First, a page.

What is the relationship between the constitution of memories and practices of commoning? This question played a crucial role in yet another iteration of walking. However, this time we shifted our walks from the streets of the former settlements in Vienna to meandering through a series of photos and quotes extracted from documentation of the movement. We hoped to embark upon a ‘speculative walk’, including reflections, associations, imaginings and affective memories, in order to study the potential of remembering radical histories. Trying to conjure a relationship between practices of commoning and the settlers’ movement, the conversation revolved around the questions of who the settlers were, and what their motivations and aspirations were.
In historiographies of the settlers’ movement, a few protagonists are repeatedly mentioned: Hans Kampffmeyer, Otto Neurath, Max Ermers, Adolf Loos or Margarete Schütte-Lihotzky. Accounts about male settlers are rare, and there are fewer still about female settlers. How did they organise their everyday lives? What division of labor took place? What was the relationship to the land they were occupying?
The following excerpts stem from audio recordings of a Bildkritik, or critical image reading, recorded during the speculative walk. Questions were posed in relation to archive images. Interlocutors included Kofler and Gautsch, Maria Mesner (a historian and docent at the Institute for Contemporary History, University of Vienna), Gerhard Rauscher (an activist in the Right to the City movement), and members of the Spaces of Commoning research group.
VM: Who are these people? Why are there so many in the woods?
Gerhard Rauscher:They are actually cutting trees, not only branches, but whole trees.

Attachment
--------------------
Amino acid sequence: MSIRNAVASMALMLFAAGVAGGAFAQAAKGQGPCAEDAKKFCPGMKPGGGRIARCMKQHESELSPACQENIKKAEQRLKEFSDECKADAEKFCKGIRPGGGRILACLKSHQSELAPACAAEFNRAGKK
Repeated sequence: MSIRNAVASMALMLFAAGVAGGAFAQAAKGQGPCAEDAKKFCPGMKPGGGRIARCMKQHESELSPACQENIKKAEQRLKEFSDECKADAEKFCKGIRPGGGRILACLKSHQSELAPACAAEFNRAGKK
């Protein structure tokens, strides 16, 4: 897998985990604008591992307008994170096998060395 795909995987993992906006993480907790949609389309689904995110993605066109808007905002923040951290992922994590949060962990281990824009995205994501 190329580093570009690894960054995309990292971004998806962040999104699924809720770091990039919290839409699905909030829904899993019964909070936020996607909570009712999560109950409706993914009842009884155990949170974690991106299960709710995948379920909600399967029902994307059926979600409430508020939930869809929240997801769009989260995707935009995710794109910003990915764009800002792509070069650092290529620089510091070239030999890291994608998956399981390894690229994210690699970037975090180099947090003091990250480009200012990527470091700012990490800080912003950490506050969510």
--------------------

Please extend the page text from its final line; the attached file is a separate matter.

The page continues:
AB: Are these settlers collecting wood for the settlements? So if the camera would shift a little; would there be a construction site next to it?
AG: Or are they people from the city who are looking for firewood? Or are they professionals, engaging in an informal economy of selling wood. [...]
MV: Didn’t you just say that, since 1918, Vienna’s forests have been protected? Is what they are doing against the law?
Maria Mesner: At that time, the authorities were [more] afraid of a socialist revolution. They were not afraid of the woods being cut down. They didn’t really mind about the trees in the forest.
AK: And they did not see the cutting down of the trees as a part of the revolution?
MM: No, I don’t think so!
Julia Wieger: But maybe it is not only about finding wood as building material or heating, but cutting down the forest to settle there? Land-grabbing, so to say. And that’s illegal. At least it sounds very daring!
MM: Yes, indeed. But I don’t think we can compare our understanding of ownership and taking land to that following First World War. Ownership was then a much more undefined question.
HKW: Who are these women? Why was this photo taken? And where?
JW: I think this is a staged photo for educational purposes on how to organise the building site for one of the settlements.
VM: In the background, there are the last remains of the wild settlements. Do you see the sheds?
Elisabeth Kofler: The women have been doing this for weeks. They know how to do it. [...]
AB: Do you think the women were slightly pissed that their working hours were counted less than the hours of men?
MM: No, actually I think at that time, it was a gift. An improvement from no payment to a little payment.
AK: Phew ... depressing. [...]
MH: Do you think all settlers were workers?
AG: As far as I know it was a very heterogeneous movement. Civil servants, the unemployed, organised workers, especially railway men.
MM: We shouldn’t forget that, after the First World War, poor people started to claim the right to have a family. Having a family was a class issue.
GR: Thus there is a clear link. Leaving the city, grabbing land, and building this very typical single-family settler’s house. Is this what we see here?
MV: Claiming rights sounds good. But weren’t the authorities trying to tame the crowd by making them focus on the family?
MH: And how about supporting alternative forms of living?